New Research: Identity, Not Content, Influences Social Media Behavior

New MIT study on identity cues shows it’s not what is said, but who says it that matters

Photo by Akshar Dave🌻 on Unsplash

Based on two years of data, the study finds that verification leads social media users to much more quickly amplify posts, regardless of their actual substance.

The presence of identity cues also caused viewers to evaluate content faster, implying greater reliance on initial “knee-jerk” reactions and System I thinking rather than longer, deliberative, System II thinking, Aral said.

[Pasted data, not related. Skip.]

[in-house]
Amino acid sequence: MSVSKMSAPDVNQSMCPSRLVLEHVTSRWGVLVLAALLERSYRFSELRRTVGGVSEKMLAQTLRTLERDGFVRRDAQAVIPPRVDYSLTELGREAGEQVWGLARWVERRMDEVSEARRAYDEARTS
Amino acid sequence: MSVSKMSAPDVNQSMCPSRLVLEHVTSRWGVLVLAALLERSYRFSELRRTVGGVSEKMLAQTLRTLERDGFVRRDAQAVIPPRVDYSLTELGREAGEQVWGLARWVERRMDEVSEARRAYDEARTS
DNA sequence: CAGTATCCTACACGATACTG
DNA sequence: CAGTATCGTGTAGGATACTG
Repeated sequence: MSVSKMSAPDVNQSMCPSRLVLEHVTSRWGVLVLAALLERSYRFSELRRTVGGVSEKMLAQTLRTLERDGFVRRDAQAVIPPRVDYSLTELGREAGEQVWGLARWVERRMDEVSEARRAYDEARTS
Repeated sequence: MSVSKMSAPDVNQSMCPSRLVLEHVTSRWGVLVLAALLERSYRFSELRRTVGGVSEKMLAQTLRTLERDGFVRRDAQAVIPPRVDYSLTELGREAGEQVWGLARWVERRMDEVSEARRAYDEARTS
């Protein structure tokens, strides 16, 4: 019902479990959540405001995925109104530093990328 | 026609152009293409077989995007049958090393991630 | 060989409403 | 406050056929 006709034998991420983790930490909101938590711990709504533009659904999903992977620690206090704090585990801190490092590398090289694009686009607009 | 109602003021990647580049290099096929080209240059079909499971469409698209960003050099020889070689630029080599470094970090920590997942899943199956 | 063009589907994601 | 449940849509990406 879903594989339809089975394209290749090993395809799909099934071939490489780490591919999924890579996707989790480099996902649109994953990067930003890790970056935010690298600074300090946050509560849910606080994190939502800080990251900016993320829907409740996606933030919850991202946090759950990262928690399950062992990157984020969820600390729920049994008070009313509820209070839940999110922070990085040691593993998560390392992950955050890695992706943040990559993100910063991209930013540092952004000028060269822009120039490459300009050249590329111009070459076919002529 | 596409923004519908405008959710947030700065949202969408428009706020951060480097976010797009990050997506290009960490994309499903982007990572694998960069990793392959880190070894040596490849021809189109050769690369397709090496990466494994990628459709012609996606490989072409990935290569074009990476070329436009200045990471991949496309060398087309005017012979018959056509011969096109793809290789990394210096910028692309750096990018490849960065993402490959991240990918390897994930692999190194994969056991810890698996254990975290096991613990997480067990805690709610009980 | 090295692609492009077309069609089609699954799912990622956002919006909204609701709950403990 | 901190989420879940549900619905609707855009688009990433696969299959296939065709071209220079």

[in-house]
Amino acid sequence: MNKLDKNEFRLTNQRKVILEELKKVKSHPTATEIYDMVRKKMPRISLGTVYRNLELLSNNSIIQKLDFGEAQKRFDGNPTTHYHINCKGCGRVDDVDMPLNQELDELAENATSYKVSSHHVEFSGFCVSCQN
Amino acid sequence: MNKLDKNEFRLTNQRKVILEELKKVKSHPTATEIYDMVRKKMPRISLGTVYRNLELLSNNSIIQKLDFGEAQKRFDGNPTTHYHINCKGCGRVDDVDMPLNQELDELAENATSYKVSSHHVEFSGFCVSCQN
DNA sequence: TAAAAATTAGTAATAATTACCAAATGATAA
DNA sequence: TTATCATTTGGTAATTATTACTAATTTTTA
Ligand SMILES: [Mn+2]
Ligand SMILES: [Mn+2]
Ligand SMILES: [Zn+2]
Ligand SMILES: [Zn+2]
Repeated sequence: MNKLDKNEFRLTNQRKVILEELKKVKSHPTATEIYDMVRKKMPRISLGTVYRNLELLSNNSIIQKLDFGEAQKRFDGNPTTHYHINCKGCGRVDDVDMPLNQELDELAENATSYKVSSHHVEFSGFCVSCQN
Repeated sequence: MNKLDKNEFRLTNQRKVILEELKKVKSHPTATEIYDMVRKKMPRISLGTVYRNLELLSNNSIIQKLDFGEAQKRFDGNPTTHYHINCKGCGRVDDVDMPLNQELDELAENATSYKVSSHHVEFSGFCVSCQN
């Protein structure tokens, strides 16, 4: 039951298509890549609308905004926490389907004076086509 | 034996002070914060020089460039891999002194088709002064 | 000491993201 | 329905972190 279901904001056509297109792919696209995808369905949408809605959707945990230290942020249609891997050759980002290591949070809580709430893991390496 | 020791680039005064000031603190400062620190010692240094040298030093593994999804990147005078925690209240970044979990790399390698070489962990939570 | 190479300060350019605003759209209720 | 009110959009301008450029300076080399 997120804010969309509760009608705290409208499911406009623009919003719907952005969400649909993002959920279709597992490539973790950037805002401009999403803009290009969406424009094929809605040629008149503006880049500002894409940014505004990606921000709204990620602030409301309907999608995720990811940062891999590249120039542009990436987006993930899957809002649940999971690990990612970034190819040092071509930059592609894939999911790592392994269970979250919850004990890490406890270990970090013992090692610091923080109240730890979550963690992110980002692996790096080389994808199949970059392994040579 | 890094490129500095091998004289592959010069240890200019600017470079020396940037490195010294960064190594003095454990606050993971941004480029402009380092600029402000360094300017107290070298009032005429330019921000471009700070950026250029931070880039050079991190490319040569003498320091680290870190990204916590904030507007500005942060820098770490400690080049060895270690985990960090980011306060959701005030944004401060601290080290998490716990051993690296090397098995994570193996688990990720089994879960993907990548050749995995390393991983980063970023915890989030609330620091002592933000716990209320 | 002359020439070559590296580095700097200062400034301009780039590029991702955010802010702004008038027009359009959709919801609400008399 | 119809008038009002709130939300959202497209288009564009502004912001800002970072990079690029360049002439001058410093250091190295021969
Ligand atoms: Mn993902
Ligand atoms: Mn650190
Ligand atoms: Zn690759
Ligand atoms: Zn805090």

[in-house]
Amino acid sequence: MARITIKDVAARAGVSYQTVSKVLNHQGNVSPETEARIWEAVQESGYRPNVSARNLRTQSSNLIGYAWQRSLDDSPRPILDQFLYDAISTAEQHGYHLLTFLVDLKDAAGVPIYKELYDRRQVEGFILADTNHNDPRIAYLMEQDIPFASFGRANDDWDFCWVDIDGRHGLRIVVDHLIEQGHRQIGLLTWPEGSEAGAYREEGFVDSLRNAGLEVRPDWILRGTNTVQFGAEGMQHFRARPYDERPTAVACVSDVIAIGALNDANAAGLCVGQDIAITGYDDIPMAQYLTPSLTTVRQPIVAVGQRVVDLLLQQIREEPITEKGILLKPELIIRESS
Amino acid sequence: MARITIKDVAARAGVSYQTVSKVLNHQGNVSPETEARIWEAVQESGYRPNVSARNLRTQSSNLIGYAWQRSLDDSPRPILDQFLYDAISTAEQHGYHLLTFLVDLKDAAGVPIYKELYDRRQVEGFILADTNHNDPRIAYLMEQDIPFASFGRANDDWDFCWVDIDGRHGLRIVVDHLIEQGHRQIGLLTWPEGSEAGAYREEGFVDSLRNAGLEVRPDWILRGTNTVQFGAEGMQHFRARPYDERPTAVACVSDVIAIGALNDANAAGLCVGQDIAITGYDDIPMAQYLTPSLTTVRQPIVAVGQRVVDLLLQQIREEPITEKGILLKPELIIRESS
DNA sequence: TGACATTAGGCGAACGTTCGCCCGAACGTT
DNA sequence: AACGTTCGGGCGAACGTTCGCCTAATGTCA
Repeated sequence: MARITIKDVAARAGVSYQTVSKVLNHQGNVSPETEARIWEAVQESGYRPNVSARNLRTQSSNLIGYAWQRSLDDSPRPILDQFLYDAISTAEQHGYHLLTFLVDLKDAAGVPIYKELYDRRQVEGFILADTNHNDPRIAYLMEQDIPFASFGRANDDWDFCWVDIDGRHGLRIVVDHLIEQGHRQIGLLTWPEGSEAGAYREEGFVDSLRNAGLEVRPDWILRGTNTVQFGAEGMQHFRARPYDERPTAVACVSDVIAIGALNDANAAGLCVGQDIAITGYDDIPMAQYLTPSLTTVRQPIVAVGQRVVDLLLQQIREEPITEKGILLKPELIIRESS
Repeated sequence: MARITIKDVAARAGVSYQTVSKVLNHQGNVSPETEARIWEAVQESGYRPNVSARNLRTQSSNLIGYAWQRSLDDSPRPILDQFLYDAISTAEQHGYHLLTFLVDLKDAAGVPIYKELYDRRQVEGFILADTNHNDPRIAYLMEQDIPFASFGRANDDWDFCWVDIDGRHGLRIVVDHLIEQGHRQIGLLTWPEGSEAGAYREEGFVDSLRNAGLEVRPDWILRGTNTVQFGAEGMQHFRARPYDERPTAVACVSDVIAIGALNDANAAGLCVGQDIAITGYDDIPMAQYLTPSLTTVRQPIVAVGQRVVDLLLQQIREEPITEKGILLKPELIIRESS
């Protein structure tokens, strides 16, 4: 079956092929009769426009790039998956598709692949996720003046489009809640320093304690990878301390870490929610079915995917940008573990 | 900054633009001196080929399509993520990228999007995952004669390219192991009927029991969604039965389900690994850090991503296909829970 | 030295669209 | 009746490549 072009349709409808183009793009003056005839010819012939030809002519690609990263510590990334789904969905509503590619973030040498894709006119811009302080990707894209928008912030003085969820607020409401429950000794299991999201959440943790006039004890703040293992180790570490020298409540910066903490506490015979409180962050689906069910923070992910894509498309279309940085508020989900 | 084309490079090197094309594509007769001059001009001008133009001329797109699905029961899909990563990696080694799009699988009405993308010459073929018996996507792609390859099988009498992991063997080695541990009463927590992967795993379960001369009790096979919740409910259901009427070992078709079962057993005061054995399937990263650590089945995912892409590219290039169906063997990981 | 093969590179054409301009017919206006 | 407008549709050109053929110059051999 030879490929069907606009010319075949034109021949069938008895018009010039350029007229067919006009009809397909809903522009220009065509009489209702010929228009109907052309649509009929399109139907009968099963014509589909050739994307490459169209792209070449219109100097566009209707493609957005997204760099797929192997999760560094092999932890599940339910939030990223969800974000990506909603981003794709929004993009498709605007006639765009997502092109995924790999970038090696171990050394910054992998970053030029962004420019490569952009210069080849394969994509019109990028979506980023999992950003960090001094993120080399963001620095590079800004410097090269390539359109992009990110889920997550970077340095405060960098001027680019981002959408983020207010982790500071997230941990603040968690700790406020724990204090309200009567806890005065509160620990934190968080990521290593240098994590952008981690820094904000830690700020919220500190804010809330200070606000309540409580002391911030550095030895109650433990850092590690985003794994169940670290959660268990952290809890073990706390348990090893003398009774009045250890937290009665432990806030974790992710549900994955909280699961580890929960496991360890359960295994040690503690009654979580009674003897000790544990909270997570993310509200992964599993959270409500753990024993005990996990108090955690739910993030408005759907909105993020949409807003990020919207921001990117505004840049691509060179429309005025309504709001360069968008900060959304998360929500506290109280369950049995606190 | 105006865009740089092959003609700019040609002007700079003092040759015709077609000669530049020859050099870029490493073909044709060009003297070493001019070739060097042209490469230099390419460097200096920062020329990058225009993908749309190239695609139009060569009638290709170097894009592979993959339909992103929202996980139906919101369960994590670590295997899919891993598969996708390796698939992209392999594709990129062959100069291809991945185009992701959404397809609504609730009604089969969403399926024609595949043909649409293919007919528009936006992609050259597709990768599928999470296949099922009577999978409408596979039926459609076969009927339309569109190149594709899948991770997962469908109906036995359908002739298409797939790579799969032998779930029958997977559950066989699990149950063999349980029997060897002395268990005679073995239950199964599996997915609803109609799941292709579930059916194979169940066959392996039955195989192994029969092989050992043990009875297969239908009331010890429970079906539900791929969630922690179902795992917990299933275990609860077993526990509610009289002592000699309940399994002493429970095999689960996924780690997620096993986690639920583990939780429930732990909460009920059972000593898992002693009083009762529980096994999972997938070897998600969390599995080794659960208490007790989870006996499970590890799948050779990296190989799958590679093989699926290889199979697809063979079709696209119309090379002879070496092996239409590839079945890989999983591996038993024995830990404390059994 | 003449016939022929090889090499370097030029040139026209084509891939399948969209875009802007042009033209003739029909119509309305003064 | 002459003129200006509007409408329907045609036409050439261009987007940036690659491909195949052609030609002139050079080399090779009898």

Elon Musk

“Rich-get-richer dynamics and inequality in social content evaluation are mediated by identity cues, which caused people to vote on content faster, and according to content producers’ reputations,” the research concludes.

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